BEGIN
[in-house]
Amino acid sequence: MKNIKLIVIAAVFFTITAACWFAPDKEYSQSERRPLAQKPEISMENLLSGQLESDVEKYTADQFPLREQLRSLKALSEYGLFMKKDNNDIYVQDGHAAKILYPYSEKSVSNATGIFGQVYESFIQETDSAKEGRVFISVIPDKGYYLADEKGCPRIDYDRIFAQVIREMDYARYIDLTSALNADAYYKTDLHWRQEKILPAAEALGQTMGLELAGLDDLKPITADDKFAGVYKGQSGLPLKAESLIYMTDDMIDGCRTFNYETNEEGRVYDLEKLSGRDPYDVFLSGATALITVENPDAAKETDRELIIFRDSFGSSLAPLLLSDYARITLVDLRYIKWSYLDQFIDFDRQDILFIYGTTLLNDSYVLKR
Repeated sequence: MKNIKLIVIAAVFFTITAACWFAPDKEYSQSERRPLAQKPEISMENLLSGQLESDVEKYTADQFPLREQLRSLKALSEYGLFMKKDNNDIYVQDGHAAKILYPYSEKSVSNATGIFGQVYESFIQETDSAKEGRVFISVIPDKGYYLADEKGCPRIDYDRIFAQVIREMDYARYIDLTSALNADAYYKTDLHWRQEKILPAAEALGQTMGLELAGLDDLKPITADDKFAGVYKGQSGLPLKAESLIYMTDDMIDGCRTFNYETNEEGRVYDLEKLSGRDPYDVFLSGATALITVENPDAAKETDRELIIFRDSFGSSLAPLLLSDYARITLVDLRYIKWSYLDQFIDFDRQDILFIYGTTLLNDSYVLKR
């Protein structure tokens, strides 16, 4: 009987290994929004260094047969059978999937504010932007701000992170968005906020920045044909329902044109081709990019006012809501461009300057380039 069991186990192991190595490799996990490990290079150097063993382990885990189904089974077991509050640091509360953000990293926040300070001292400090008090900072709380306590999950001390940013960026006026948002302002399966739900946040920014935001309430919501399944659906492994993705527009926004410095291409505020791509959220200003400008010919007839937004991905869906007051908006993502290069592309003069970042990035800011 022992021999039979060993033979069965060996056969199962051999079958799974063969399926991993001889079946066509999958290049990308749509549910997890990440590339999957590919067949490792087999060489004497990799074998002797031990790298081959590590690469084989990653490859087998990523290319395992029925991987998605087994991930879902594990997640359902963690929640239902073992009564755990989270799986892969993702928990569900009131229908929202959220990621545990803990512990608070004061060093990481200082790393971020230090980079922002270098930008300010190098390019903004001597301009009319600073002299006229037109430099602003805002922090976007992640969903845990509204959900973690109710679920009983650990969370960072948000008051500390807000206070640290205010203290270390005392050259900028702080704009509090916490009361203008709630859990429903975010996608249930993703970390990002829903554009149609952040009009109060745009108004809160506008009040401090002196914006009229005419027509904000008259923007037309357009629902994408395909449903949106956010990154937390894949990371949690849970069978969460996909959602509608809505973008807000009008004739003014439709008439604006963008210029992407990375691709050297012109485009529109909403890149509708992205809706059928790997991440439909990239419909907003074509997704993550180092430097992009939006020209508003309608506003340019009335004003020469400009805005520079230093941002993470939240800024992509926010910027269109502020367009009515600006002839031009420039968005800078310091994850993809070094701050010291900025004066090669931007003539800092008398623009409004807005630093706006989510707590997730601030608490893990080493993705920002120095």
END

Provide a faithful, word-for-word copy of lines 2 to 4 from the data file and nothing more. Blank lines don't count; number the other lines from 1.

Amino acid sequence: MKNIKLIVIAAVFFTITAACWFAPDKEYSQSERRPLAQKPEISMENLLSGQLESDVEKYTADQFPLREQLRSLKALSEYGLFMKKDNNDIYVQDGHAAKILYPYSEKSVSNATGIFGQVYESFIQETDSAKEGRVFISVIPDKGYYLADEKGCPRIDYDRIFAQVIREMDYARYIDLTSALNADAYYKTDLHWRQEKILPAAEALGQTMGLELAGLDDLKPITADDKFAGVYKGQSGLPLKAESLIYMTDDMIDGCRTFNYETNEEGRVYDLEKLSGRDPYDVFLSGATALITVENPDAAKETDRELIIFRDSFGSSLAPLLLSDYARITLVDLRYIKWSYLDQFIDFDRQDILFIYGTTLLNDSYVLKR
Repeated sequence: MKNIKLIVIAAVFFTITAACWFAPDKEYSQSERRPLAQKPEISMENLLSGQLESDVEKYTADQFPLREQLRSLKALSEYGLFMKKDNNDIYVQDGHAAKILYPYSEKSVSNATGIFGQVYESFIQETDSAKEGRVFISVIPDKGYYLADEKGCPRIDYDRIFAQVIREMDYARYIDLTSALNADAYYKTDLHWRQEKILPAAEALGQTMGLELAGLDDLKPITADDKFAGVYKGQSGLPLKAESLIYMTDDMIDGCRTFNYETNEEGRVYDLEKLSGRDPYDVFLSGATALITVENPDAAKETDRELIIFRDSFGSSLAPLLLSDYARITLVDLRYIKWSYLDQFIDFDRQDILFIYGTTLLNDSYVLKR
């Protein structure tokens, strides 16, 4: 009987290994929004260094047969059978999937504010932007701000992170968005906020920045044909329902044109081709990019006012809501461009300057380039 069991186990192991190595490799996990490990290079150097063993382990885990189904089974077991509050640091509360953000990293926040300070001292400090008090900072709380306590999950001390940013960026006026948002302002399966739900946040920014935001309430919501399944659906492994993705527009926004410095291409505020791509959220200003400008010919007839937004991905869906007051908006993502290069592309003069970042990035800011 022992021999039979060993033979069965060996056969199962051999079958799974063969399926991993001889079946066509999958290049990308749509549910997890990440590339999957590919067949490792087999060489004497990799074998002797031990790298081959590590690469084989990653490859087998990523290319395992029925991987998605087994991930879902594990997640359902963690929640239902073992009564755990989270799986892969993702928990569900009131229908929202959220990621545990803990512990608070004061060093990481200082790393971020230090980079922002270098930008300010190098390019903004001597301009009319600073002299006229037109430099602003805002922090976007992640969903845990509204959900973690109710679920009983650990969370960072948000008051500390807000206070640290205010203290270390005392050259900028702080704009509090916490009361203008709630859990429903975010996608249930993703970390990002829903554009149609952040009009109060745009108004809160506008009040401090002196914006009229005419027509904000008259923007037309357009629902994408395909449903949106956010990154937390894949990371949690849970069978969460996909959602509608809505973008807000009008004739003014439709008439604006963008210029992407990375691709050297012109485009529109909403890149509708992205809706059928790997991440439909990239419909907003074509997704993550180092430097992009939006020209508003309608506003340019009335004003020469400009805005520079230093941002993470939240800024992509926010910027269109502020367009009515600006002839031009420039968005800078310091994850993809070094701050010291900025004066090669931007003539800092008398623009409004807005630093706006989510707590997730601030608490893990080493993705920002120095």